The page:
Jonathan Sweet County Administrator, Pulaski County

Today, Red Sun employs more than 80 people in its greenhouse and distribution center in Dublin, and its skilled workforce has become another leading advantage of its Virginia site. As Visconti put it, the company found early on that there was a limited existing agriculture workforce on which it could draw. However, the county’s robust resources helped the Canadian company equip employees with the specialized skillsets needed to operate a high-tech controlled environment.

“Red Sun Farms has taken advantage of our proximity to Virginia Tech to recruit interns from their agriculture technology students,” Visconti said. Virginia Tech — home to the country’s 10th-best agriculture program, according to College Factual — and Radford University are both less than 30 miles from the Pulaski County lines, providing companies with access to a tremendous depth of workforce development and research capabilities.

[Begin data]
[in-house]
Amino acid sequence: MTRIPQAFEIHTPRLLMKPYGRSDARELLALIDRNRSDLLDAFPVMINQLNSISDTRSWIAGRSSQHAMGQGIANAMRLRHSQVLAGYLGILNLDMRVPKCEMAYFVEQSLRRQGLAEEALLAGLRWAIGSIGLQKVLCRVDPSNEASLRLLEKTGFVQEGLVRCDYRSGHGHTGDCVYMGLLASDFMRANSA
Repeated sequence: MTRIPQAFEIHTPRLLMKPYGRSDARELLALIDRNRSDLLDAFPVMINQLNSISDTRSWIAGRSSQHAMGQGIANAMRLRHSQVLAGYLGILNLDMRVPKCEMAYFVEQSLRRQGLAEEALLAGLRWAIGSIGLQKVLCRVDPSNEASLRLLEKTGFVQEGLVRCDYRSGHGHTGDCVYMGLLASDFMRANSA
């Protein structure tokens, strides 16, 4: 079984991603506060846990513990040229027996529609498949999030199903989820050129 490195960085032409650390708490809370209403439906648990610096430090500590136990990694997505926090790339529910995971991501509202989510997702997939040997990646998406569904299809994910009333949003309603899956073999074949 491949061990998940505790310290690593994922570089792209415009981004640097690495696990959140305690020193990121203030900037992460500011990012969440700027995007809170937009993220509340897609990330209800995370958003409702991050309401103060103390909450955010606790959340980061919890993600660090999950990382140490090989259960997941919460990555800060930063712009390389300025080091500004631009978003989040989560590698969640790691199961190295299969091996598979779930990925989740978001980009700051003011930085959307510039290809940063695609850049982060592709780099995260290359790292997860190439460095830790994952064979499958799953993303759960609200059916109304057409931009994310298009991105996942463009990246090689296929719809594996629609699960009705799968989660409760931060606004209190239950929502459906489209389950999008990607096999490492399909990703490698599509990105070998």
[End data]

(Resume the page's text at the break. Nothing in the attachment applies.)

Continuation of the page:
The high-tech greenhouse has also worked with New River Valley Community College (NRCC) and career technical education centers at local high schools to tailor training opportunities. To craft these various programs of study, Red Sun’s leadership team in Dublin has served on educational advisory boards on subjects including innovations in agriculture, agriculture and applied economics, and business and industry leadership, among others.

Community Partnerships Create Workforce Synergies

For Sweet, “NRCC is Pulaski County’s biggest asset when it comes to workforce training programs.” The school offers certificates in mechatronics, machine operations, advanced manufacturing, and industrial maintenance to support manufacturers in the region. Sweet pointed out that the school’s location near the county’s industrial center adds to the ease and convenience of accessing the customized training programs the community college develops.